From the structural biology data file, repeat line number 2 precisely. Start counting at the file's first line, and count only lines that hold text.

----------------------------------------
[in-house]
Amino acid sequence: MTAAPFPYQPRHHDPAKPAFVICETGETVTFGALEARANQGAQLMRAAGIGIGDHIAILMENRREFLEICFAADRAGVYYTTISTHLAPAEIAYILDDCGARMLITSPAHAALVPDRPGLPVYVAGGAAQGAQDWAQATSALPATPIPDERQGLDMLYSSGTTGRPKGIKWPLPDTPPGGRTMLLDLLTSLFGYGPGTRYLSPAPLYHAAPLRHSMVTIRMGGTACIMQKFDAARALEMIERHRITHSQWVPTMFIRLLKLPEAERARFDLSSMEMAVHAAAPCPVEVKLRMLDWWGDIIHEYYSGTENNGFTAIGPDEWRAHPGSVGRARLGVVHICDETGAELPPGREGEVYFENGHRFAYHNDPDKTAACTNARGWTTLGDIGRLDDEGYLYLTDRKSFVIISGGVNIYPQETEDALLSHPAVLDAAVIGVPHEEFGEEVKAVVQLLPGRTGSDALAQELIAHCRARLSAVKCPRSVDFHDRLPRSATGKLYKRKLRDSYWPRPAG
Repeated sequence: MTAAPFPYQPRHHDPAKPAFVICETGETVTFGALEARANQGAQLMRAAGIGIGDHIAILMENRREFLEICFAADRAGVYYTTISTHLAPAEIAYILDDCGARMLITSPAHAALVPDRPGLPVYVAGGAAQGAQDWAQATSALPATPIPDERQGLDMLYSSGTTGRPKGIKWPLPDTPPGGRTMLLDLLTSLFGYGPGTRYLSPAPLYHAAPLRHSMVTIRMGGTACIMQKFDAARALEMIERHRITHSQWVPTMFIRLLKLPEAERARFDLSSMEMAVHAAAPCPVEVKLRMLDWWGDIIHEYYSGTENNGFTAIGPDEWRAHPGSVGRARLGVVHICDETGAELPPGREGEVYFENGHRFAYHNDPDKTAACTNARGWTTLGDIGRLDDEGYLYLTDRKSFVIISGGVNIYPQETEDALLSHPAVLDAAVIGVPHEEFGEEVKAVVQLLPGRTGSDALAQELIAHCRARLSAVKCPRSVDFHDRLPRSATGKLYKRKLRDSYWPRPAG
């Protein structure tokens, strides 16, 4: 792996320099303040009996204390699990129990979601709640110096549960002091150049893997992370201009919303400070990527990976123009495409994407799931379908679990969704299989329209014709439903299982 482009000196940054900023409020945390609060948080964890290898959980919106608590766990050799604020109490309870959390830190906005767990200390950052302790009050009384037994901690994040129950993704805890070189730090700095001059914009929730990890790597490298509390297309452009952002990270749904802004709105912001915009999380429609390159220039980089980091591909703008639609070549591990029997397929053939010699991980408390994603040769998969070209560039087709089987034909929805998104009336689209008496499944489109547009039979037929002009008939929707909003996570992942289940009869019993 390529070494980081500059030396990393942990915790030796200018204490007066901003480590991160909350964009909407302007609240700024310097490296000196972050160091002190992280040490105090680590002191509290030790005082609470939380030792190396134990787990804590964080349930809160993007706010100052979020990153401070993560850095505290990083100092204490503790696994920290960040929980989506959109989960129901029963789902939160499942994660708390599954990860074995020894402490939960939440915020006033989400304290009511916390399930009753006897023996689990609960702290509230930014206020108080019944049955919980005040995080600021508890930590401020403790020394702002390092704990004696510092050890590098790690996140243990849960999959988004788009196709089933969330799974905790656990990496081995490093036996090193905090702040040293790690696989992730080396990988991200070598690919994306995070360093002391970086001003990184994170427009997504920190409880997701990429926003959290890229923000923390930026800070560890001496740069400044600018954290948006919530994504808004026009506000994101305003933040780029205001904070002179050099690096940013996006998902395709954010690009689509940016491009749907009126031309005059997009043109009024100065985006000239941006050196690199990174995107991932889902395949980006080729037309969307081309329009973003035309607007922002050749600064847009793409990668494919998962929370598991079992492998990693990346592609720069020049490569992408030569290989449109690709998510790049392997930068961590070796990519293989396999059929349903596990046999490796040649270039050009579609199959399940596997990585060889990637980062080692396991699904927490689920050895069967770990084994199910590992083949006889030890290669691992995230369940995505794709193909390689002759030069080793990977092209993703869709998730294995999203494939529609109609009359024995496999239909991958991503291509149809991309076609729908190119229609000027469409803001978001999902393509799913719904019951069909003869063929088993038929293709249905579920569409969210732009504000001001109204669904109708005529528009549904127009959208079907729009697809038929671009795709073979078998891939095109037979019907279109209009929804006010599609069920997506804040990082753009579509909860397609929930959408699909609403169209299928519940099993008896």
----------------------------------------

Amino acid sequence: MTAAPFPYQPRHHDPAKPAFVICETGETVTFGALEARANQGAQLMRAAGIGIGDHIAILMENRREFLEICFAADRAGVYYTTISTHLAPAEIAYILDDCGARMLITSPAHAALVPDRPGLPVYVAGGAAQGAQDWAQATSALPATPIPDERQGLDMLYSSGTTGRPKGIKWPLPDTPPGGRTMLLDLLTSLFGYGPGTRYLSPAPLYHAAPLRHSMVTIRMGGTACIMQKFDAARALEMIERHRITHSQWVPTMFIRLLKLPEAERARFDLSSMEMAVHAAAPCPVEVKLRMLDWWGDIIHEYYSGTENNGFTAIGPDEWRAHPGSVGRARLGVVHICDETGAELPPGREGEVYFENGHRFAYHNDPDKTAACTNARGWTTLGDIGRLDDEGYLYLTDRKSFVIISGGVNIYPQETEDALLSHPAVLDAAVIGVPHEEFGEEVKAVVQLLPGRTGSDALAQELIAHCRARLSAVKCPRSVDFHDRLPRSATGKLYKRKLRDSYWPRPAG